Both quality and quantity come at a price: Costs for dental health in Germany rank amongst the highest in Europe, while public healthcare costs consume a large portion of the national budget. As a consequence, an increasing number of dental treatments have been excluded from reimbursement by public healthcare plans.
Therefore, critics have denounced the emergence of a two-tier medical system for the haves and the have-nots, who might not be able to afford paying for healthy teeth and an attractive smile. Widespread criticism, however, cannot deny the overall high quality of dentistry in Germany.
Acquiring a medical degree in dentistry remains very attractive to German and foreign students alike. Apart from university education and professional licenses, another factor accounting for the quality of German dentists is the high standard of technical equipment.
The largest obstacle for expats receiving dental treatment in Germany is probably the language barrier. The dentist usually speaks at least some English, but nurses, receptionists, and secretaries may not be fluent in a foreign language. Even the doctor’s language skills might not be sufficient to discuss important details.
However, you should definitely be able to talk about your symptoms, any allergies you have, or medication you take. Ask your embassy for addresses of an international dentist that speaks your own language, or take a bilingual friend and a good German dictionary with you.
It is worth calling a number of German dentists, especially if you need more complicated surgery, so you can compare cost estimates for certain kinds of dental care, like coronas or implants.
Costs for your yearly dental health routine are covered by all standard medical plans. This includes two annual check-ups, dental clearance (Zahnsteinentfernung), and basic fillings. You may, however, have to pay for more expensive fillings (e.g. ceramic inlays) or extra cleaning measures from your own pocket.
As far as the costs of other treatments are concerned, it can get rather complicated. Prices for root canals, sealants, braces, bridges, coronas, implants, and dentures may vary from practice to practice, while reimbursements sometimes differ between insurance companies.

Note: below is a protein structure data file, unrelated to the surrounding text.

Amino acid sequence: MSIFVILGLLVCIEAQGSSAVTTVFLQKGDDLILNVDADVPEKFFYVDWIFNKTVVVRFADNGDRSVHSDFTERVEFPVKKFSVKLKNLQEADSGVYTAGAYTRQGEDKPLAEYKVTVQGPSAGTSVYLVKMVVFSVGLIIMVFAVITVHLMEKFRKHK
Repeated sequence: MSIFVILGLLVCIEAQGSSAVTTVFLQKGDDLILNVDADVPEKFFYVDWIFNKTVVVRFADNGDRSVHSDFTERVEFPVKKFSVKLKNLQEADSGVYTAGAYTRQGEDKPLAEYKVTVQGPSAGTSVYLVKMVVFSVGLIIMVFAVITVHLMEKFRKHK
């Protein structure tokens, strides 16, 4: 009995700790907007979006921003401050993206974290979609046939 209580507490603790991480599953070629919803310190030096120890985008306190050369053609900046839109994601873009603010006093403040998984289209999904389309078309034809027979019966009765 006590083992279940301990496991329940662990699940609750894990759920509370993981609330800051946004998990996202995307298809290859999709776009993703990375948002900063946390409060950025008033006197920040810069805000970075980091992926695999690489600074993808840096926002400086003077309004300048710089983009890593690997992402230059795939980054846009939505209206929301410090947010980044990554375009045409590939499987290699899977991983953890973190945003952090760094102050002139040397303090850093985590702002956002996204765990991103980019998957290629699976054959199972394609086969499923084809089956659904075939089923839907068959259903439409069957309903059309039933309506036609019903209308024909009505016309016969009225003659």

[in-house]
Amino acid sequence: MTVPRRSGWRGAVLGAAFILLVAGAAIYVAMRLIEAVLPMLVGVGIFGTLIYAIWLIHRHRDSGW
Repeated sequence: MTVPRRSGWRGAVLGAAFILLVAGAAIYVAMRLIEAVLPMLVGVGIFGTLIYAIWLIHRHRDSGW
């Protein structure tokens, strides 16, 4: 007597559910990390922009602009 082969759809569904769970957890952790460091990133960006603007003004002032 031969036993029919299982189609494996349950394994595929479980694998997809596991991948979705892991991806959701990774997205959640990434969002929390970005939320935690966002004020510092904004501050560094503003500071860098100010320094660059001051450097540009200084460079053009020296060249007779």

As a rule of thumb, you can assume that public healthcare coverage will come up with a fixed partial payment for every sort of treatment or surgery. However, the actual price may exceed this payment considerably. For instance, if you want a good implant, this may cost up to 3,000€ per tooth while you only receive several hundred euros from your provider.
If you need more complicated dental treatment during your stay, you should look into private insurance or dental "top-up" packages from public insurance companies (Zahnzusatzversicherung). If you are unsure how to find and interpret the necessary information, Stiftung Warentest (Germany’s leading consumer protection society) is always a good place to start your research.
If you are in need of dental care on a weekend, public holiday, etc., there is always at least one dentist, practice, or walk-in clinic available. To find out who is on call for emergency duty, you can enter the area code of your phone number on the website of the Ansage und Vermittlung Zahnärztlicher Notdienst e.V.
You will get the number of your local emergency hotline which tells you whom to contact in an emergency. However, it is not guaranteed that the hotline staff (or the doctor in question) speaks English or any other foreign language.
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